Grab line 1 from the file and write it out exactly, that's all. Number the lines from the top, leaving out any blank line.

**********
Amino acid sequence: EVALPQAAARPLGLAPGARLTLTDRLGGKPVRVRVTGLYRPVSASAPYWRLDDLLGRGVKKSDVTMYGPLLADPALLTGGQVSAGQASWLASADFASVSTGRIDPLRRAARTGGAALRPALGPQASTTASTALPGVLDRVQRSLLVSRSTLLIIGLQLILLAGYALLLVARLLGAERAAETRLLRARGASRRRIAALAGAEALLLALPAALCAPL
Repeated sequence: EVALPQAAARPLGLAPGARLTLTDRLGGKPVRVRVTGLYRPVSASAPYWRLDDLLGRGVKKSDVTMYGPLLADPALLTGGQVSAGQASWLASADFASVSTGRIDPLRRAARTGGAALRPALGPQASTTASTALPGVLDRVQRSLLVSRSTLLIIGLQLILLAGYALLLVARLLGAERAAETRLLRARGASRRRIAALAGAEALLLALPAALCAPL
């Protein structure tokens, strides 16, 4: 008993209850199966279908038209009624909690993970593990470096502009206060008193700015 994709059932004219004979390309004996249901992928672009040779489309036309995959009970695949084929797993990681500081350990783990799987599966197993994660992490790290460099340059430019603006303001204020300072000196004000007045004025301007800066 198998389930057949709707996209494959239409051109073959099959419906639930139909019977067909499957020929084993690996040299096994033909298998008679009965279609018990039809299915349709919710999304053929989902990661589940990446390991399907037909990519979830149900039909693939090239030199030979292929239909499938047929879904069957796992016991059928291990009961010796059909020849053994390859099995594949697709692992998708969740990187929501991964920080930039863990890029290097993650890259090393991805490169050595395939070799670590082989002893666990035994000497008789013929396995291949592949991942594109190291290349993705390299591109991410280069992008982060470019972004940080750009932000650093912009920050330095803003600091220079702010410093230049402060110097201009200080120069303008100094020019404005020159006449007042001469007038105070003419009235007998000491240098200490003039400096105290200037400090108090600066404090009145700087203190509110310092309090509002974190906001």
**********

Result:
Amino acid sequence: EVALPQAAARPLGLAPGARLTLTDRLGGKPVRVRVTGLYRPVSASAPYWRLDDLLGRGVKKSDVTMYGPLLADPALLTGGQVSAGQASWLASADFASVSTGRIDPLRRAARTGGAALRPALGPQASTTASTALPGVLDRVQRSLLVSRSTLLIIGLQLILLAGYALLLVARLLGAERAAETRLLRARGASRRRIAALAGAEALLLALPAALCAPL